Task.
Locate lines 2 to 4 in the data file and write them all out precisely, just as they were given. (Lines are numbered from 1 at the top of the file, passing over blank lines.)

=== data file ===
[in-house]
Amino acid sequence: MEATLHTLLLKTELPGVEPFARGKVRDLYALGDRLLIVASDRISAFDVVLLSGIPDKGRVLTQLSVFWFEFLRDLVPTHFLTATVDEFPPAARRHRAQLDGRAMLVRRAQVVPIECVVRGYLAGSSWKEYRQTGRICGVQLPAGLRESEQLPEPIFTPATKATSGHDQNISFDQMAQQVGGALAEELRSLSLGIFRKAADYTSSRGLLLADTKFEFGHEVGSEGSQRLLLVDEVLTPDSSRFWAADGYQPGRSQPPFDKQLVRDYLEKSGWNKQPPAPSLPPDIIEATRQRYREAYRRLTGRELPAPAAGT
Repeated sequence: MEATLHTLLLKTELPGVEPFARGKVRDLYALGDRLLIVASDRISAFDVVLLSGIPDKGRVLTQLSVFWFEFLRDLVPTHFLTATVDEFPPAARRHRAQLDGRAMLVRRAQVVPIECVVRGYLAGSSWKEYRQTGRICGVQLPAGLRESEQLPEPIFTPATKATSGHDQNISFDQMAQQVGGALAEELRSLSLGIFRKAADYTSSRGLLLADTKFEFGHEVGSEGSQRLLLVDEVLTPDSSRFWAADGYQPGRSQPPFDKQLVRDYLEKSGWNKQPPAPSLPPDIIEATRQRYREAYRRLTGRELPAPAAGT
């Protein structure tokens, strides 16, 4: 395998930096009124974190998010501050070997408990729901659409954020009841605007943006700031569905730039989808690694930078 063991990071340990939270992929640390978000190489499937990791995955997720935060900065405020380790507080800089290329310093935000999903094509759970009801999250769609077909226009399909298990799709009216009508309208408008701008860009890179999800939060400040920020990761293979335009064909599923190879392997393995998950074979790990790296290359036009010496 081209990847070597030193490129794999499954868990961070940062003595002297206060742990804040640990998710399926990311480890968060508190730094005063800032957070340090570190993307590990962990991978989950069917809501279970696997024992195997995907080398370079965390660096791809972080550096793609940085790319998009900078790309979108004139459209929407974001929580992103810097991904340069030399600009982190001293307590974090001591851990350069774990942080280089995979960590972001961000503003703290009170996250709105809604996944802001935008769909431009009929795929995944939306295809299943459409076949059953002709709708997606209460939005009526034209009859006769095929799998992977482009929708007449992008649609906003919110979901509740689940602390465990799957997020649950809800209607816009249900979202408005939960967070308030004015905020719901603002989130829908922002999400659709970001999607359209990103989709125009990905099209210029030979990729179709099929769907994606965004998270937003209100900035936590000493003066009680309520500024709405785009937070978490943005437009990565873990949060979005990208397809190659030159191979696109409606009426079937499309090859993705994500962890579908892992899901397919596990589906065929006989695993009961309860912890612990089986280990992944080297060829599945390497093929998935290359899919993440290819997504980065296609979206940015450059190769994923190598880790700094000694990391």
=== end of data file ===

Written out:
Amino acid sequence: MEATLHTLLLKTELPGVEPFARGKVRDLYALGDRLLIVASDRISAFDVVLLSGIPDKGRVLTQLSVFWFEFLRDLVPTHFLTATVDEFPPAARRHRAQLDGRAMLVRRAQVVPIECVVRGYLAGSSWKEYRQTGRICGVQLPAGLRESEQLPEPIFTPATKATSGHDQNISFDQMAQQVGGALAEELRSLSLGIFRKAADYTSSRGLLLADTKFEFGHEVGSEGSQRLLLVDEVLTPDSSRFWAADGYQPGRSQPPFDKQLVRDYLEKSGWNKQPPAPSLPPDIIEATRQRYREAYRRLTGRELPAPAAGT
Repeated sequence: MEATLHTLLLKTELPGVEPFARGKVRDLYALGDRLLIVASDRISAFDVVLLSGIPDKGRVLTQLSVFWFEFLRDLVPTHFLTATVDEFPPAARRHRAQLDGRAMLVRRAQVVPIECVVRGYLAGSSWKEYRQTGRICGVQLPAGLRESEQLPEPIFTPATKATSGHDQNISFDQMAQQVGGALAEELRSLSLGIFRKAADYTSSRGLLLADTKFEFGHEVGSEGSQRLLLVDEVLTPDSSRFWAADGYQPGRSQPPFDKQLVRDYLEKSGWNKQPPAPSLPPDIIEATRQRYREAYRRLTGRELPAPAAGT
């Protein structure tokens, strides 16, 4: 395998930096009124974190998010501050070997408990729901659409954020009841605007943006700031569905730039989808690694930078 063991990071340990939270992929640390978000190489499937990791995955997720935060900065405020380790507080800089290329310093935000999903094509759970009801999250769609077909226009399909298990799709009216009508309208408008701008860009890179999800939060400040920020990761293979335009064909599923190879392997393995998950074979790990790296290359036009010496 081209990847070597030193490129794999499954868990961070940062003595002297206060742990804040640990998710399926990311480890968060508190730094005063800032957070340090570190993307590990962990991978989950069917809501279970696997024992195997995907080398370079965390660096791809972080550096793609940085790319998009900078790309979108004139459209929407974001929580992103810097991904340069030399600009982190001293307590974090001591851990350069774990942080280089995979960590972001961000503003703290009170996250709105809604996944802001935008769909431009009929795929995944939306295809299943459409076949059953002709709708997606209460939005009526034209009859006769095929799998992977482009929708007449992008649609906003919110979901509740689940602390465990799957997020649950809800209607816009249900979202408005939960967070308030004015905020719901603002989130829908922002999400659709970001999607359209990103989709125009990905099209210029030979990729179709099929769907994606965004998270937003209100900035936590000493003066009680309520500024709405785009937070978490943005437009990565873990949060979005990208397809190659030159191979696109409606009426079937499309090859993705994500962890579908892992899901397919596990589906065929006989695993009961309860912890612990089986280990992944080297060829599945390497093929998935290359899919993440290819997504980065296609979206940015450059190769994923190598880790700094000694990391």